Kirkus Reviews
2014-01-08
One haunted girl chooses between twin brothers—who inhabit the same body. Julie's best friend is her beloved grandmother, Miriam. But when she dies, everything falls apart. Julie's mom falls into a depression and loses her job and their home. Friendless and lonely, Julie must start her senior year in a new school while living in a terrible Beverly Hills apartment. Everything looks up when she meets Clark, a happy eccentric. Clark, with his wacky hats and his healthy suppers, sustains Julie even as her mother shows the clearest signs of mental breakdown: dressing attractively and dating. Still, what about the devilishly attractive boy who looks just like Clark and kisses like a dream? Could he truly be Clark's dead twin, Grant? She all too accurately compares her dilemma to preteens at a Twilight premiere; some of her thoughts "were on team Grant and some were on team Clark." Julie's quest to solve her boy troubles is tied inextricably to her grief over her grandmother; she must use her latent psychic powers to resolve both. Her quest takes her over a New-Age map of Los Angeles, where a multicultural mishmash of every ethnicity with a spirituality to appropriate teaches her that "maybe a shaman is just someone who understands that life is filled with loss and pain." Try Rosemary Clement-Moore's Spirit and Dust (2013) instead for a more substantial psychic teen. (Paranormal romance. 14-18)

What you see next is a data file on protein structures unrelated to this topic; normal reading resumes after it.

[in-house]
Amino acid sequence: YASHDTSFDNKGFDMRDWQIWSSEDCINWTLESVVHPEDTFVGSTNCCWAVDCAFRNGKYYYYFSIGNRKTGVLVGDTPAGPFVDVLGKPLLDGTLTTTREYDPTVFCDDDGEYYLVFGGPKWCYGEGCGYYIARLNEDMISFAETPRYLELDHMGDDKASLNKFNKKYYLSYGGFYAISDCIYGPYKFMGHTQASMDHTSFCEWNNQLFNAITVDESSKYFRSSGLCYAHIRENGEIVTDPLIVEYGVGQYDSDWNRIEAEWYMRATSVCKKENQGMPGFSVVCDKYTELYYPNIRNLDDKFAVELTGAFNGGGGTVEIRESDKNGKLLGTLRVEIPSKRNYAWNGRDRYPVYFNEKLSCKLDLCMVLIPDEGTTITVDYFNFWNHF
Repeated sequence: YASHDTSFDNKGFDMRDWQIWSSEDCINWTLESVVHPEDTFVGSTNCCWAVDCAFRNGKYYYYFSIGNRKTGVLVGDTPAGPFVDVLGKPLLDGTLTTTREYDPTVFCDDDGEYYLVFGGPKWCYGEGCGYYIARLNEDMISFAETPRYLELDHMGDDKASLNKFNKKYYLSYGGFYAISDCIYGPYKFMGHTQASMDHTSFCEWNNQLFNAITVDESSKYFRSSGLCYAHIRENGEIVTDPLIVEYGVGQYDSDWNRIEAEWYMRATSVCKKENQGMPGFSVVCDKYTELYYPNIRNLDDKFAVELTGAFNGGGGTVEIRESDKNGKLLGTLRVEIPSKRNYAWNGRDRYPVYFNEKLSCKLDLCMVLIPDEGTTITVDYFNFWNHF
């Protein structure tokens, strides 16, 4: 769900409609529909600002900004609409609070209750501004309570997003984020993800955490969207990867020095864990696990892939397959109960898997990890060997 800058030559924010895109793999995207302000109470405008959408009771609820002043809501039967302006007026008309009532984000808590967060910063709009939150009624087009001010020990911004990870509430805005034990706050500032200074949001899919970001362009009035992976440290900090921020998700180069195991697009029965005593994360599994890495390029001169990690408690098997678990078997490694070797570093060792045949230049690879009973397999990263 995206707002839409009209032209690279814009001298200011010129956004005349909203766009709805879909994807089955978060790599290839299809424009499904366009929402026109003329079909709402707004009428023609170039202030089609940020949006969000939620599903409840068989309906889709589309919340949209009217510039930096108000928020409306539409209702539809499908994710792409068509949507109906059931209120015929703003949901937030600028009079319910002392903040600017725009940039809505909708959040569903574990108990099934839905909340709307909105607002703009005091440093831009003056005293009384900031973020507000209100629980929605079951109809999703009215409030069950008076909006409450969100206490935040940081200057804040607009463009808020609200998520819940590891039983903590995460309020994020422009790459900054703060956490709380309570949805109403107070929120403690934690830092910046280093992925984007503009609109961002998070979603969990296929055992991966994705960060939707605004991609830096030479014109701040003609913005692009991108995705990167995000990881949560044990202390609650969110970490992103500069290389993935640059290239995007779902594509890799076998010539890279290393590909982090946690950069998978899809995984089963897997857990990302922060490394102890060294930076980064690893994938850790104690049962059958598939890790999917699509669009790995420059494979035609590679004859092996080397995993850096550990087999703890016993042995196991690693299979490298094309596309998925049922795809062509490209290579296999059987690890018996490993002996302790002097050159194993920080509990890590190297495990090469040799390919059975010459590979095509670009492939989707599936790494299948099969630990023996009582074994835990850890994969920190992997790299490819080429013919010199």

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Product Details

  • ISBN-13: 9780062239167
  • Publisher: HarperCollins Publishers
  • Publication date: 2/4/2014
  • Sold by: HARPERCOLLINS
  • Format: eBook
  • Pages: 240
  • Sales rank: 386,146
  • Age range: 14 - 17 Years
  • File size: 851 KB

Meet the Author

Francesca Lia Block

Francesca Lia Block, winner of the prestigious Margaret A. Edwards Award, is the author of many acclaimed and bestselling books, including Weetzie Bat; the book collections Dangerous Angels: The Weetzie Bat Books and Roses and Bones: Myths, Tales, and Secrets; the illustrated novella House of Dolls; the vampire romance novel Pretty Dead; and the gothic werewolf novel The Frenzy. Her work is published around the world.

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Customer Reviews

Average Rating 4
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Sort by: Showing all of 3 Customer Reviews
  • Posted February 4, 2014

    I have to admit, the reason I added this to my TBR pile was the

    I have to admit, the reason I added this to my TBR pile was the cover. I saw it and was expecting a super creepy read. And what I got wasn't even close. Block delivers a really well written story, but it really lacks on the creep factor. 
    When I saw this cover and read this synopsis I was expecting a story that would keep me up all night. Not because I would stay up reading it, but because I was too scared to close my eyes in the dark. This was the exact opposite. It had a small amount of creepiness, but only enough for me to think "Ok, stuff is getting weird..." Ghosts books don't normally do it for me so I wasn't really surprised, but I really was expecting to like this story a little more.